Joe Alcorn, MD
Is rifaximin effective and safe for treatment of hepatic encephalopathy?
Studies selected compared rifaximin with placebo, another antimicrobial agent, or a nonabsorbable disaccharide for treatment of hepatic encephalopathy. Outcomes were improvements in signs or symptoms of hepatic encephalopathy, including mental status, asterixis, blood ammonia level, electroencephalographic abnormalities, and intellectual function.
MEDLINE, Cochrane Database of Systemic Reviews, and Cochrane Hepato-Biliary Group Reviews (to Sep 2007), and reference lists were searched for clinical trials that included ≥ 20 patients. 14 randomized controlled trials (RCTs) (n = 650) and 3 cohort studies (n = 161) met the selection criteria. 7 RCTs were blinded. Duration of treatment ranged from 5 to 21 days, except for 1 trial that gave intermittent treatment for 6 months. The dose of rifaximin was usually 400 mg 3 times/d.
The Table shows the results. Side effects (mainly gastrointestinal symptoms) were similar or less frequent with rifaximin than with other drugs.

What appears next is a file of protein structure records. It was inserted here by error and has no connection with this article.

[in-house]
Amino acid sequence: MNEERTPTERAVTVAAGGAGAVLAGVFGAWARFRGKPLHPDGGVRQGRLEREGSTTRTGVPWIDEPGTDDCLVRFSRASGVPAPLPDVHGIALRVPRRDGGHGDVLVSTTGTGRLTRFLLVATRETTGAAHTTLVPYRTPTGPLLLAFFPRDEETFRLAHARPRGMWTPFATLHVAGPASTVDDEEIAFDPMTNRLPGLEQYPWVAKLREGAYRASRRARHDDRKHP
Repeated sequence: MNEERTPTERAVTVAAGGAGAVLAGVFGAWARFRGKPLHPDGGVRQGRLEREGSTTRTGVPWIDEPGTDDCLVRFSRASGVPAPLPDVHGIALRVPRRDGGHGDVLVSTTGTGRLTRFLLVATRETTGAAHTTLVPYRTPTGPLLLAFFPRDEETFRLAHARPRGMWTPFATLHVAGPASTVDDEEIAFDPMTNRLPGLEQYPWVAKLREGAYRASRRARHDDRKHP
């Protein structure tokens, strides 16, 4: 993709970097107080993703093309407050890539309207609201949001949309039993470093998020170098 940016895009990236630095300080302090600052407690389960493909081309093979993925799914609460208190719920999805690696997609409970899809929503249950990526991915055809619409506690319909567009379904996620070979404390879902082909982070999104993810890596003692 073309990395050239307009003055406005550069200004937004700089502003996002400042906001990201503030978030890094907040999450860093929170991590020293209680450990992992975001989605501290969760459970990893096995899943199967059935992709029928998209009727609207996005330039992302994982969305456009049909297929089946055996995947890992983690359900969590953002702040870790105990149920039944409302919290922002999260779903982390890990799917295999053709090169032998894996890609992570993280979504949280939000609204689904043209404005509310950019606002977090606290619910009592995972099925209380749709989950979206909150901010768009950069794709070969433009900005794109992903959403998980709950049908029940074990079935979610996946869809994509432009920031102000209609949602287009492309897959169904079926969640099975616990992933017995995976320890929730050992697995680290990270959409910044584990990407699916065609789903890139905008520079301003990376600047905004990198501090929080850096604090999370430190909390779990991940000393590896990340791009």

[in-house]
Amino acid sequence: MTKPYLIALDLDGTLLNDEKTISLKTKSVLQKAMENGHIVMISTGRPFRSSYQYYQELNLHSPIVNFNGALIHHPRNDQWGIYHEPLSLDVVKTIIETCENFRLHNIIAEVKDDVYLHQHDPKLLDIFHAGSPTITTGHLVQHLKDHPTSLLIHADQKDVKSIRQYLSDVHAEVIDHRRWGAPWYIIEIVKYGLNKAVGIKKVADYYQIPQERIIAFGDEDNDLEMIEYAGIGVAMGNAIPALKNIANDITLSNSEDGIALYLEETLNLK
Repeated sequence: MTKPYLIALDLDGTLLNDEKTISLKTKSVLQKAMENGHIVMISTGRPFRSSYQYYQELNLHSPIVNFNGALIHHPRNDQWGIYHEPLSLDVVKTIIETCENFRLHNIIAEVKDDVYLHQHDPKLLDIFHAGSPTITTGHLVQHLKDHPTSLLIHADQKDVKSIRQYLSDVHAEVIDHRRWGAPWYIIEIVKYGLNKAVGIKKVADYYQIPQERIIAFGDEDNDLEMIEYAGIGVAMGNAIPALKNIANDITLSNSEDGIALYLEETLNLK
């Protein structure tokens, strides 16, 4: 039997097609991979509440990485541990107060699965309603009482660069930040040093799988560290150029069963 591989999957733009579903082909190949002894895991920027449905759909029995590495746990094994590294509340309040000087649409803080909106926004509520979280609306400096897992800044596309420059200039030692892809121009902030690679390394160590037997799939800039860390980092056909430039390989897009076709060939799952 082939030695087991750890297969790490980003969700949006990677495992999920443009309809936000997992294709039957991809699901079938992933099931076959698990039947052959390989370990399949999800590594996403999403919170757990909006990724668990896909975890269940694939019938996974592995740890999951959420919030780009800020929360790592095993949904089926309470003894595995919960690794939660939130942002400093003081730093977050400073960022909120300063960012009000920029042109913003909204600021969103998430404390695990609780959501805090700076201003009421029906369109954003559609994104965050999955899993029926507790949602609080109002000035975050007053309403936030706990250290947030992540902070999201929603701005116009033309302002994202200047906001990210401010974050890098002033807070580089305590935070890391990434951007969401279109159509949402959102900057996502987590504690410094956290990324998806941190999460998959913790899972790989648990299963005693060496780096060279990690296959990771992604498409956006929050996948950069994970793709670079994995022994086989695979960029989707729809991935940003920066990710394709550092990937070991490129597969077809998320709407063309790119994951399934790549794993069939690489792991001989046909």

In patients with hepatic encephalopathy, rifaximin is as effective as other antibiotics and may be more effective than nonabsorbable disaccharides.
Rifaximin (rif) for hepatic encephalopathy at 5 to 30 days*
*BAL = blood ammonia level; PSE = portal-systemic encephalopathy (score includes 5 elements: mental status, asterixis, intellectual function, BAL, and electroencephalographic abnormalities); RCT = randomized controlled trial.
†Paromomycin in 4 RCTs and neomycin in 3 RCTs.
‡Lactulose in 4 RCTs and lactitol in 1 RCT.
Joe Alcorn. Review: Rifaximin is equally or more effective than other antibiotics and lactulose for hepatic encephalopathy. Ann Intern Med. 2008;149:JC5–11. doi: 10.7326/0003-4819-149-10-200811180-02011
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Published: Ann Intern Med. 2008;149(10):JC5-11.
Encephalopathy, Gastroenterology/Hepatology, Liver Disease, Neurology.
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Print ISSN: 0003-4819 | Online ISSN: 1539-3704
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